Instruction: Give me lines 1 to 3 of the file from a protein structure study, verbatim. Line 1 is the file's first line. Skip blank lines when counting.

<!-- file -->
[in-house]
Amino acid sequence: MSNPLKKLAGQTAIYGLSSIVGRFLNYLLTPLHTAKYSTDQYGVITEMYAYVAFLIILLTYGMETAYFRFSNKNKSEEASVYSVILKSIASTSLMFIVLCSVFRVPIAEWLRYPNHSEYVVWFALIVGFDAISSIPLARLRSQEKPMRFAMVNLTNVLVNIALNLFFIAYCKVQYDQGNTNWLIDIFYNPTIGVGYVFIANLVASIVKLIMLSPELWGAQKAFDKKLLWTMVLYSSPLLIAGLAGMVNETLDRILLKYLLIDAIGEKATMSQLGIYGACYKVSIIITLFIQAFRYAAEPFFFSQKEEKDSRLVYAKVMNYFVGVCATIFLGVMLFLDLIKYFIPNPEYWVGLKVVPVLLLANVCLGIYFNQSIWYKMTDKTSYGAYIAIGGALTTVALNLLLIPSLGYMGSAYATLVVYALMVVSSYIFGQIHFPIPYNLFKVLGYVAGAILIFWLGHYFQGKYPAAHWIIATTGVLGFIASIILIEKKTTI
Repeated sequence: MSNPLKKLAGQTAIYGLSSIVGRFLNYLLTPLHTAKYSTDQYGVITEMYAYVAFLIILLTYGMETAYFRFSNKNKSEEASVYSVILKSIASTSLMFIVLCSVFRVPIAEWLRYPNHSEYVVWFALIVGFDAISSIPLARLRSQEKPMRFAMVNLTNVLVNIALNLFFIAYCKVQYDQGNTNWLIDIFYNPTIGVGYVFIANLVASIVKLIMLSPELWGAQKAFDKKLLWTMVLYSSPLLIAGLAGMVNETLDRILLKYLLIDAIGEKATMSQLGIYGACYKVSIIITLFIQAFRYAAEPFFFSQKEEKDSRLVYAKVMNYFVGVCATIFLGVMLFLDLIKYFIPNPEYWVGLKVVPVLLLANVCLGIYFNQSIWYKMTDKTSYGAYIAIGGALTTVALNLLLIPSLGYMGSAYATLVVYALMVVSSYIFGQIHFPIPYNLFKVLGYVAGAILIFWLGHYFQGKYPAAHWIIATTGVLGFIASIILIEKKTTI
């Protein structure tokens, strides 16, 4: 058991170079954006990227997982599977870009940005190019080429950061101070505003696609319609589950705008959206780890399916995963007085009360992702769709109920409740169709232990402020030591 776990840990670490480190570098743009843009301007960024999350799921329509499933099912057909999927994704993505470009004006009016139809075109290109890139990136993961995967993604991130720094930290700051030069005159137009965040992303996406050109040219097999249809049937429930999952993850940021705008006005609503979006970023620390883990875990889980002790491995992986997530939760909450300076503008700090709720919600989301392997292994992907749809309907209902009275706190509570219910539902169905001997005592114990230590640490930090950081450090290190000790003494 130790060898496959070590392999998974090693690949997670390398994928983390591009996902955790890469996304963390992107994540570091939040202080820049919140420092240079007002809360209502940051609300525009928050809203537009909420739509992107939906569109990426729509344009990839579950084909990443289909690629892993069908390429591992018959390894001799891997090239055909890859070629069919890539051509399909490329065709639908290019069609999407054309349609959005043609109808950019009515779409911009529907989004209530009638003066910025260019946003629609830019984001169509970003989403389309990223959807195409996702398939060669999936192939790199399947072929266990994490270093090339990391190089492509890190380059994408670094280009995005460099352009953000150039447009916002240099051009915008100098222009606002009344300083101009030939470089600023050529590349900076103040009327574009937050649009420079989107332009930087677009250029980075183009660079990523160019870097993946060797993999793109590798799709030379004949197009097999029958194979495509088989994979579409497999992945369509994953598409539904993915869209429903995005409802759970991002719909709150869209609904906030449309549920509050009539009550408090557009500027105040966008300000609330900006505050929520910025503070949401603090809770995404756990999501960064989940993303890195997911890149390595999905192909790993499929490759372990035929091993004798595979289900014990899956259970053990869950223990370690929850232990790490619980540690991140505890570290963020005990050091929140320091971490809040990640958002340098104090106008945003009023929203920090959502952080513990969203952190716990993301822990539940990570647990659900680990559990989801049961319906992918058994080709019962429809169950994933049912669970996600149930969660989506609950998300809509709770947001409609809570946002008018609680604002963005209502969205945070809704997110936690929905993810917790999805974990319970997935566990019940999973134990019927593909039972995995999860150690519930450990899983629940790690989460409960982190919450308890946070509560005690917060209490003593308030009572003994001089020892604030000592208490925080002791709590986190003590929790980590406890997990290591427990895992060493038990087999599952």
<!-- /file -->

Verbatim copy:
[in-house]
Amino acid sequence: MSNPLKKLAGQTAIYGLSSIVGRFLNYLLTPLHTAKYSTDQYGVITEMYAYVAFLIILLTYGMETAYFRFSNKNKSEEASVYSVILKSIASTSLMFIVLCSVFRVPIAEWLRYPNHSEYVVWFALIVGFDAISSIPLARLRSQEKPMRFAMVNLTNVLVNIALNLFFIAYCKVQYDQGNTNWLIDIFYNPTIGVGYVFIANLVASIVKLIMLSPELWGAQKAFDKKLLWTMVLYSSPLLIAGLAGMVNETLDRILLKYLLIDAIGEKATMSQLGIYGACYKVSIIITLFIQAFRYAAEPFFFSQKEEKDSRLVYAKVMNYFVGVCATIFLGVMLFLDLIKYFIPNPEYWVGLKVVPVLLLANVCLGIYFNQSIWYKMTDKTSYGAYIAIGGALTTVALNLLLIPSLGYMGSAYATLVVYALMVVSSYIFGQIHFPIPYNLFKVLGYVAGAILIFWLGHYFQGKYPAAHWIIATTGVLGFIASIILIEKKTTI
Repeated sequence: MSNPLKKLAGQTAIYGLSSIVGRFLNYLLTPLHTAKYSTDQYGVITEMYAYVAFLIILLTYGMETAYFRFSNKNKSEEASVYSVILKSIASTSLMFIVLCSVFRVPIAEWLRYPNHSEYVVWFALIVGFDAISSIPLARLRSQEKPMRFAMVNLTNVLVNIALNLFFIAYCKVQYDQGNTNWLIDIFYNPTIGVGYVFIANLVASIVKLIMLSPELWGAQKAFDKKLLWTMVLYSSPLLIAGLAGMVNETLDRILLKYLLIDAIGEKATMSQLGIYGACYKVSIIITLFIQAFRYAAEPFFFSQKEEKDSRLVYAKVMNYFVGVCATIFLGVMLFLDLIKYFIPNPEYWVGLKVVPVLLLANVCLGIYFNQSIWYKMTDKTSYGAYIAIGGALTTVALNLLLIPSLGYMGSAYATLVVYALMVVSSYIFGQIHFPIPYNLFKVLGYVAGAILIFWLGHYFQGKYPAAHWIIATTGVLGFIASIILIEKKTTI